Voters yesterday gave the green light to $80.5 million in local school district bond issues.
A $32 million bond issue for the Logan-Rogersville School District was approved overwhelmingly.
The measure was supported by 77.6% of the 580 voters, according to unofficial election results tracked by Greene County Clerk Shane Schoeller's office.
"We are so grateful for a community that supports kids and public education," district officials said in a Facebook post this morning.
School officials have said the bond issue won't raise taxes and would keep the district’s debt service property tax levy at 94 cents per $100 of assessed valuation, according to past Springfield Business Journal reporting.
A second phase to improvements approved by voters in 2019, the latest bond issue will fund additions and renovations for classrooms and libraries, construction of a storm shelter at the primary school and a multipurpose facility at the high school. Campus improvements such as upgrading roofs and HVAC systems also are included in the plans, SBJ previously reported.
“Every school is going to have additional classroom spaces added on to accommodate the growth,” district Superintendent Shawn Randles told SBJ last month. “The classrooms are a priority. We don’t want to get behind the eight ball and have to pull in a bunch of mobile classrooms.”
Bond issues at the ballot box yesterday additionally were successful for the Willard and Ozark school districts.
Willard voters gave 71.9% approval for the district to issue $29.5 million in general obligation bonds to build multipurpose safe rooms, secured entryways and classroom additions and other projects and conduct renovations at certain facilities.
Facilities slated to be impacted by the financing include the district's high school, middle school and a handful of elementary schools, according to WillardSchools.net. The district's debt service property tax levy is estimated to remain unchanged at $1.19 per $100 of assessed valuation of real and personal property.
The Ozark School District won 64.1% approval for its $19 million no-tax bond issue, according to Christian County's unofficial election results.
"The community has supported the need for continuing safety measures, and we have also taken into consideration increased growth within the district," school board President Tom Bass said on the district's web page set up for the bond issue.
With the fund, the Ozark district plans to construct three storm shelters. Additionally, the district received voter approval for a 10-cent, no-tax increase levy transfer to help offset rising operating costs, according to school officials.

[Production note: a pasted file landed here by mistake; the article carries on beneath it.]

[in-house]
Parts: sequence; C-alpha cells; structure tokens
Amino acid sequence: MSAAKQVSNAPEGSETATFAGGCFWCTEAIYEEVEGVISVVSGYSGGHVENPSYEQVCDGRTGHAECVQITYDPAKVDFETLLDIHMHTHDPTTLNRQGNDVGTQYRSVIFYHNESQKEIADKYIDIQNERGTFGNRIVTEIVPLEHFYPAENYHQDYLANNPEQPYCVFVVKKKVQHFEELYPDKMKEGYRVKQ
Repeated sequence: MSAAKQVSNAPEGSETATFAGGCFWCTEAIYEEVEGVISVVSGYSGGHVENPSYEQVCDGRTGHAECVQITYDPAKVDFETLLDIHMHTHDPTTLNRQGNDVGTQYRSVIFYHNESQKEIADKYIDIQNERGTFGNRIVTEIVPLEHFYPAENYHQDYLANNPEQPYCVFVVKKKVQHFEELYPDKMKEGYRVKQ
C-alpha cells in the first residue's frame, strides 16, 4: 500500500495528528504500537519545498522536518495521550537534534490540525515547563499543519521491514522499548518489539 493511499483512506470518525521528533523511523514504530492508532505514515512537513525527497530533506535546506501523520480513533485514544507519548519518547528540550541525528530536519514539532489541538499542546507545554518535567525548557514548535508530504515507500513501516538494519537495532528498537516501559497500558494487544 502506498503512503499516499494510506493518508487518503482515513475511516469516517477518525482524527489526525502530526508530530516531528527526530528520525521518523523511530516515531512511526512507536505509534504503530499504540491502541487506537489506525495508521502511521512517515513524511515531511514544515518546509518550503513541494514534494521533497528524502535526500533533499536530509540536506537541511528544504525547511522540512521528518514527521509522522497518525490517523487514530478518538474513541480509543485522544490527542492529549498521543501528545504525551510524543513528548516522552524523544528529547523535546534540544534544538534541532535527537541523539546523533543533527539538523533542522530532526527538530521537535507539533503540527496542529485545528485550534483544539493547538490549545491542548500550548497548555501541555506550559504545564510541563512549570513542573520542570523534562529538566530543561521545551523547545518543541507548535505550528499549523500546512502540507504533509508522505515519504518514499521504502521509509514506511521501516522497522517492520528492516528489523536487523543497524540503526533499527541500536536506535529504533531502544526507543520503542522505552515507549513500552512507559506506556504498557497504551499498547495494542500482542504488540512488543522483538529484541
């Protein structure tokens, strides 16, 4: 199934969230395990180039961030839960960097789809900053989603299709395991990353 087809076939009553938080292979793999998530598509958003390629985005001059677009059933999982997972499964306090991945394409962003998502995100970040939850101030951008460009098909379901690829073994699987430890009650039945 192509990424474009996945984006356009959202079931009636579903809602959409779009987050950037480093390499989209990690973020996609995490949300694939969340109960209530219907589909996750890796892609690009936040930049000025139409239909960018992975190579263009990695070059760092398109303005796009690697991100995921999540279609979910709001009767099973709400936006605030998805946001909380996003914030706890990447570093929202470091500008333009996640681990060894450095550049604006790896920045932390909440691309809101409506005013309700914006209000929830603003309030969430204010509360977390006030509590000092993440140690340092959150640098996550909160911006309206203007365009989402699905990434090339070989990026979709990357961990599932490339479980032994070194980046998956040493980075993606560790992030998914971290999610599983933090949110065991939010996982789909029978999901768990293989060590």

Changes to SPS board
Another high-profile local vote yesterday involved the Springfield Public Schools Board of Education.
Two businesspeople, Kelly Byrne and Steve Makoski, were added to the board. At the ballot, voters were asked to pick two candidates, and Byrne and Makoski received 26.5% and 25.1% of the votes, respectively. The ballot question drew 38,000 votes.
SPS Chief Communications Officer Stephen Hall said the new members are scheduled to be sworn in at the board's April 12 meeting.
Byrne, managing member of development company Say You Can LLC, and Makoski, director of human resources at Rapid Roberts Inc., take on SPS board seats currently held by Charles Taylor and Alina Lehnert. Taylor, a professor of communication and director of Drury University's communication master's program, received 22.1% of the votes yesterday, and Lehnert chose not to run for reelection.
Neither of the Springfield Area Chamber of Commerce's endorsed candidates took home wins yesterday. The chamber in February backed Taylor and attorney Chad Courtney of Springfield family law firm Courtney & Mills LLC.
Courtney received 4.9% of the votes, and FosterAdopt Connect leader Brandi VanAntwerp secured 21.3%.
In Greene County, four mayoral races also were decided yesterday. They are:
• Jack Cole, uncontested, in Rogersville;
• Jim Cole in Walnut Grove;
• Stephen Short in Fair Grove; and
• Caleb Smith in Ash Grove.
For most, winter offers a break from gardening. But there’s plenty of action at Amanda Belle’s Farm on East Primrose Street, a Springfield Community Gardens project at the edge of the Cox Medical Center South campus.